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The effect of Romney's reach to Hispanic voters

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SALT LAKE CITY— Mitt Romney is reaching out to Hispanics — a huge and important bloc of voters in the coming election. But are his efforts reaching their target?

In the last decade, the Utah Hispanic population has grown to 13 percent of the overall population, according to the 2010 census — a trend mirrored nation-wide. But Mitt Romney is expected to use the economy, not immigration, to woo those Latino business owners meeting in Washington.

Romney's campaign knows this is a potentially significant bloc of voters, especially in swing states like Florida, Nevada, Colorado and New Mexico. In the past week, the campaign has sent press releases in Spanish, announcing TV ads and statements on Cuban independence.

But Utahn Melodia Gutierrez is unimpressed and doesn't think many Utah Hispanics will be either.

"The way he speaks to his office, he comes across as a person with immense privilege," Gutierrez said. "And with that disconnect with the working class, and especially working-class Latinos, it's difficult for anyone to connect with him, much less the Latino population.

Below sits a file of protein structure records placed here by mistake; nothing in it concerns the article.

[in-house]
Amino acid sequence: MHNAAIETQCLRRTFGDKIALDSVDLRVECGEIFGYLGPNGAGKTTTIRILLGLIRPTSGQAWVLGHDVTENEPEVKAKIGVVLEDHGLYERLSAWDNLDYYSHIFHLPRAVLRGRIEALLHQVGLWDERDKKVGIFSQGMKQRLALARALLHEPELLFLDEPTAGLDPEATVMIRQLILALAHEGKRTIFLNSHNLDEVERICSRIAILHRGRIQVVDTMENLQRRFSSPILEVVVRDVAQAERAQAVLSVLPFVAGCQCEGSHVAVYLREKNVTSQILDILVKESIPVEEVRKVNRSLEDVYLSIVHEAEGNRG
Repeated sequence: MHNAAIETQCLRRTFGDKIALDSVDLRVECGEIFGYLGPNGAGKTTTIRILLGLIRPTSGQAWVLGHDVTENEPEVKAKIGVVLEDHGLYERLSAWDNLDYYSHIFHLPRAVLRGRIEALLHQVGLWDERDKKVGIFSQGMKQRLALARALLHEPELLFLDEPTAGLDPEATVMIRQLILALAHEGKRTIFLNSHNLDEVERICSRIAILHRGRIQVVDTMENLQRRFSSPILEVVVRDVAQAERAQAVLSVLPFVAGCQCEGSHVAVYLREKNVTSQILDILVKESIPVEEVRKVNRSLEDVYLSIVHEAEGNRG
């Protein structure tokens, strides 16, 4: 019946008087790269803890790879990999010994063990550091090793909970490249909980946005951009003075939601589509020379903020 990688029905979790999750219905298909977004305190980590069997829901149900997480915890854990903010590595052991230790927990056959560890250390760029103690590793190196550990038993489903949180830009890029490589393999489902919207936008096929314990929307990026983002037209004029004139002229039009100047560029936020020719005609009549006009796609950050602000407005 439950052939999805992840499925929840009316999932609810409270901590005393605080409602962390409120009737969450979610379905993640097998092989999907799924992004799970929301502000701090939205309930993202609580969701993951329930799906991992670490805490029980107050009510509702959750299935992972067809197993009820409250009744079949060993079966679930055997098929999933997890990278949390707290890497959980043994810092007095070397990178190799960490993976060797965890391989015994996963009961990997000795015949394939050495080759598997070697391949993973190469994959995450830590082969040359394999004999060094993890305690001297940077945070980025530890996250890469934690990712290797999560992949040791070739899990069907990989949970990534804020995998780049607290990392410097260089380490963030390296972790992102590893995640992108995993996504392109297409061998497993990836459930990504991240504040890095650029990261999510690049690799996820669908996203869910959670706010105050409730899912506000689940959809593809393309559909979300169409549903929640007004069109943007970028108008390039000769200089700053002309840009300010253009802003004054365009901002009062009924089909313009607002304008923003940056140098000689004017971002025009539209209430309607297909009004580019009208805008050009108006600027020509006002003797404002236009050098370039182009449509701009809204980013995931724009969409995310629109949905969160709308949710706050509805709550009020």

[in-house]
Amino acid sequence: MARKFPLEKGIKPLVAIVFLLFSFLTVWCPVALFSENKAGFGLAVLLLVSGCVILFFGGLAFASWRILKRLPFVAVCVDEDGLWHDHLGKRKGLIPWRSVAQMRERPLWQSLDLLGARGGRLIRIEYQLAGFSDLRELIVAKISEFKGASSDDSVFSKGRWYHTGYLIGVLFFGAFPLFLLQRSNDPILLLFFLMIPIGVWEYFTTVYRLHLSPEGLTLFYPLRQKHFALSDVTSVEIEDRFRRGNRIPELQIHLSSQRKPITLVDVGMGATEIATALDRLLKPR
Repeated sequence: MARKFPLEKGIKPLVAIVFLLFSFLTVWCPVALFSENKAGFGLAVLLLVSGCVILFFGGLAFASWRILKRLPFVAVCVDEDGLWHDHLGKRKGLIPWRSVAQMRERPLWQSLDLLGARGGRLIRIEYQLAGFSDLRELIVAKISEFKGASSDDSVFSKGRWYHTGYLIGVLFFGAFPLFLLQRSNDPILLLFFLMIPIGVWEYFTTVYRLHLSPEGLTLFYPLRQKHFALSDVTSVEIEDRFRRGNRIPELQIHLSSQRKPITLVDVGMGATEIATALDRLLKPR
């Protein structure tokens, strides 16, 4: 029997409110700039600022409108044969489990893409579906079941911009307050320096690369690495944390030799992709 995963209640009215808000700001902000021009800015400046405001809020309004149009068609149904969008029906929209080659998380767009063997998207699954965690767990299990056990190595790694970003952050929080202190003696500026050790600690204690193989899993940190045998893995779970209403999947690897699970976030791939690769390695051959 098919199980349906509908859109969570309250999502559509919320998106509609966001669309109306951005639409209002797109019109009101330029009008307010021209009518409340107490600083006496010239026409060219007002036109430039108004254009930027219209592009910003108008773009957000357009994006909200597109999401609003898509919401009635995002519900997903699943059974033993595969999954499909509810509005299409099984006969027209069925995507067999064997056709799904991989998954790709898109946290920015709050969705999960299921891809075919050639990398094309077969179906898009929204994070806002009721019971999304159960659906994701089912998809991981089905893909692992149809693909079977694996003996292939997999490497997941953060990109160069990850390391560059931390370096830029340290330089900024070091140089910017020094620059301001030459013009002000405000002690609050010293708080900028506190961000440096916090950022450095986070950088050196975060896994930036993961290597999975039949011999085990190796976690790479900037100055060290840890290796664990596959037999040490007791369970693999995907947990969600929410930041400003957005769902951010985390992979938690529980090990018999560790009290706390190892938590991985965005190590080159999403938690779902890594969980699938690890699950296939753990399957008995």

But unlike states like Texas and California, Hispanic voter turnout is very low in Utah. That's something the state chair of the Utah Republican Hispanic Assembly sees as an opportunity.

Chairman Marco Diaz argues Hispanics will see other issues ahead of immigration, such as Romney's plan to turn the economy around.

In fact, the Pew Research Center finds immigration concerns rank below jobs, education health care, taxes and the deficit among Hispanics surveyed last December.

The study also shows the Hispanic population almost evenly split among conservative, moderate and liberal political views; while the general population reflects mostly conservative or moderate views.

The bottom line: There is opportunity for both parties in the Hispanic population. In fact, a lot of people argue the election could hinge on those voters.

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Richard Piatt


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